US 4884034 A
A ground fault detector and locator for use in servicing ungrounded d-c or a-c power distribution systems. A pulsating ground current is introduced between the unfaulted side of the distribution system and earth ground. A current probe and associated sensing circuits are then employed to identify the faulted branch circuit without interrupting service to unfaulted branch circuits.
1. An apparatus for the detection of ground faults in a normally ungrounded a-c or d-c multifeeder power distribution system comprising:
a d-c power supply,
a pulse grounding circuit connected across said power supply,
said pulse grounding circuit comprising transistor means connected across a pair of probe receptacle jacks and a multivibrator means for pulsing said transistor means,
said jacks being connectable across the distribution system for adding a ground fault to the distribution system being checked for ground faults in a pulsating fashion,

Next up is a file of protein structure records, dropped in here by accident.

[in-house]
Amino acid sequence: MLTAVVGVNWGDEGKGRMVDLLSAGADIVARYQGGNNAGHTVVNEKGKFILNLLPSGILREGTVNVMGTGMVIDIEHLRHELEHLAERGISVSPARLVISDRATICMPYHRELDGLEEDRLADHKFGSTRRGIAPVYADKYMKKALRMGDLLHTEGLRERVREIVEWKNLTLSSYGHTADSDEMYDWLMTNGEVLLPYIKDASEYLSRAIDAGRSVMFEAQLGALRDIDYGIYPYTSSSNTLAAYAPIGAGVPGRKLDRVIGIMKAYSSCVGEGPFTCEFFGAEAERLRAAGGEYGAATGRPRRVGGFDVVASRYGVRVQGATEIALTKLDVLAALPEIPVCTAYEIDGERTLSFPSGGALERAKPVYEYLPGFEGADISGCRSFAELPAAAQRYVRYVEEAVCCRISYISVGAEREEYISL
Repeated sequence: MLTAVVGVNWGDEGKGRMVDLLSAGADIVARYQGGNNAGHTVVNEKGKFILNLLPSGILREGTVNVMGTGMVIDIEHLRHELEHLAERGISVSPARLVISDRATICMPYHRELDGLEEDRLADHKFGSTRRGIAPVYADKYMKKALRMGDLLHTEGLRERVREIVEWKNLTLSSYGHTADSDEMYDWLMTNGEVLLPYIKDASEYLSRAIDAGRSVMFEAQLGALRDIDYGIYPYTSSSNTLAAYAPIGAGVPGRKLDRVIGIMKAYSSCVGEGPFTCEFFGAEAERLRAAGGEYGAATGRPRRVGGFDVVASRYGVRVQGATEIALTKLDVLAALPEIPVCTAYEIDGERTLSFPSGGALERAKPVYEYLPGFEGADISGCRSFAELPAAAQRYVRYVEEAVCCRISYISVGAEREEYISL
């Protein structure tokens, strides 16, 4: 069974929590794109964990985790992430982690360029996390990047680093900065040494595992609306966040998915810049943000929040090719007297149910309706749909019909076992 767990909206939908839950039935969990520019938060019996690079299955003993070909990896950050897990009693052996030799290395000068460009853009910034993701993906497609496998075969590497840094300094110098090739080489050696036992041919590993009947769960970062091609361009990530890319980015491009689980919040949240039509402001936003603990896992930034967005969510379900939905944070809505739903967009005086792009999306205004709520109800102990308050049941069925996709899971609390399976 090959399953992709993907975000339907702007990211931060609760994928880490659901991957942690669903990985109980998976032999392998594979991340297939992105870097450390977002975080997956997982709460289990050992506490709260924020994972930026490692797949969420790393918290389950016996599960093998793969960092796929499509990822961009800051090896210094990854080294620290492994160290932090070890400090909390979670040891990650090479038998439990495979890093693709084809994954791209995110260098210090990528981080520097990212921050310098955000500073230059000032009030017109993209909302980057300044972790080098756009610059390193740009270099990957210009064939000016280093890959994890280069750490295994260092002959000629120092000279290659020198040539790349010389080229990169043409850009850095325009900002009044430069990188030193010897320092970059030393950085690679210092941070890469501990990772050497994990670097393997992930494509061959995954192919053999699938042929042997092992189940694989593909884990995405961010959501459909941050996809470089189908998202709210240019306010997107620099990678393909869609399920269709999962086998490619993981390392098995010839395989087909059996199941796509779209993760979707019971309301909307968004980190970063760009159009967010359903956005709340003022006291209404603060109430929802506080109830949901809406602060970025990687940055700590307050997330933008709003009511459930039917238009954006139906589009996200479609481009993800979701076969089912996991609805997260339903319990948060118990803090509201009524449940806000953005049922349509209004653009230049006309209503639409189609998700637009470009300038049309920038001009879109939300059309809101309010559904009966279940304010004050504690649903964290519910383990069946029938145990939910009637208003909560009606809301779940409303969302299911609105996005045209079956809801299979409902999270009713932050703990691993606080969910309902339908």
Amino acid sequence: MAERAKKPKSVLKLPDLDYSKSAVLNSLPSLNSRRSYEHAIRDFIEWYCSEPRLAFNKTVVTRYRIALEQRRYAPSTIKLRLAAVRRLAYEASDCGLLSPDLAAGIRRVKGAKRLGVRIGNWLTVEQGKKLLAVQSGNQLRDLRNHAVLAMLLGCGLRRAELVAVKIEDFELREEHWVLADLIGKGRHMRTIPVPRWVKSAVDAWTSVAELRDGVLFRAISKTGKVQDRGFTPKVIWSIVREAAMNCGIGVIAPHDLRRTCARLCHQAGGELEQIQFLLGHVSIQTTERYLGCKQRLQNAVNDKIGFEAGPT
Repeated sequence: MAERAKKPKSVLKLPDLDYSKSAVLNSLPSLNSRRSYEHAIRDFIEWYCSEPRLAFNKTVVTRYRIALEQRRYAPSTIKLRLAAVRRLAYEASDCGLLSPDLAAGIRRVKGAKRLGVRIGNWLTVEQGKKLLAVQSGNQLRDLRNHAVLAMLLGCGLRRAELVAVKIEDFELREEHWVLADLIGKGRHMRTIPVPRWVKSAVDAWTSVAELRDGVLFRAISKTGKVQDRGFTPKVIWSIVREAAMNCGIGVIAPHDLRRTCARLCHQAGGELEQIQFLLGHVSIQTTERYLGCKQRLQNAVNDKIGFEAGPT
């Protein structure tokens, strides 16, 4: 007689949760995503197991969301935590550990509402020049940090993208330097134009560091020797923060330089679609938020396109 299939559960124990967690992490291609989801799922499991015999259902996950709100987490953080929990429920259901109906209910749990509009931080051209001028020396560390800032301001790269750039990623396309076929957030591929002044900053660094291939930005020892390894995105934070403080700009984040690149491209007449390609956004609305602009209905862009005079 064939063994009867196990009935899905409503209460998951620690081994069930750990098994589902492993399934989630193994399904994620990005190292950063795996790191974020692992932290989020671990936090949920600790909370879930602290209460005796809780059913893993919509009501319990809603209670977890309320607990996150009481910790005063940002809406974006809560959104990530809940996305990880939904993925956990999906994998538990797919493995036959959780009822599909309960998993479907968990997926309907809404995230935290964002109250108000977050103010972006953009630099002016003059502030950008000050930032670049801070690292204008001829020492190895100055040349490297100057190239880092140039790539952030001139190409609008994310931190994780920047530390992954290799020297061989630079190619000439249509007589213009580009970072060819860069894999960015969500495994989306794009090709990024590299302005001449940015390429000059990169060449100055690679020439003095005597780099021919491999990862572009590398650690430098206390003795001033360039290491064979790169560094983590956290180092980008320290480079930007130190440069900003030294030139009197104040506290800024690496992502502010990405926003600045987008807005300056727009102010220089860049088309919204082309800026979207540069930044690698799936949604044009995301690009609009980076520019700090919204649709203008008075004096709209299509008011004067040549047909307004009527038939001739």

whereby the added ground fault in a grounded conduit of the distribution system will create an a-c component of the ground current created thereby for sensing by a sensing circuit,
a sensing circuit comprising a clamp-on current probe,
said probe comprising a yoke for surrounding said grounded conduit of the distribution system which conduit serves as a single primary turn of a transformer,
said yoke being wound with a number of turns of a wire forming a secondary winding of the transformer the terminals forming the ends of said wire being connected across a comparator circuit, and
a comparator circuit for receiving signals from said probe,
said comparator circuit when receiving a negative voltage of a predetermined value generating a positive pulse for energizing a first light emitting diode indicating a ground fault on the conduit surrounded by said yoke.
2. The apparatus set forth in claim 1 in further combination with: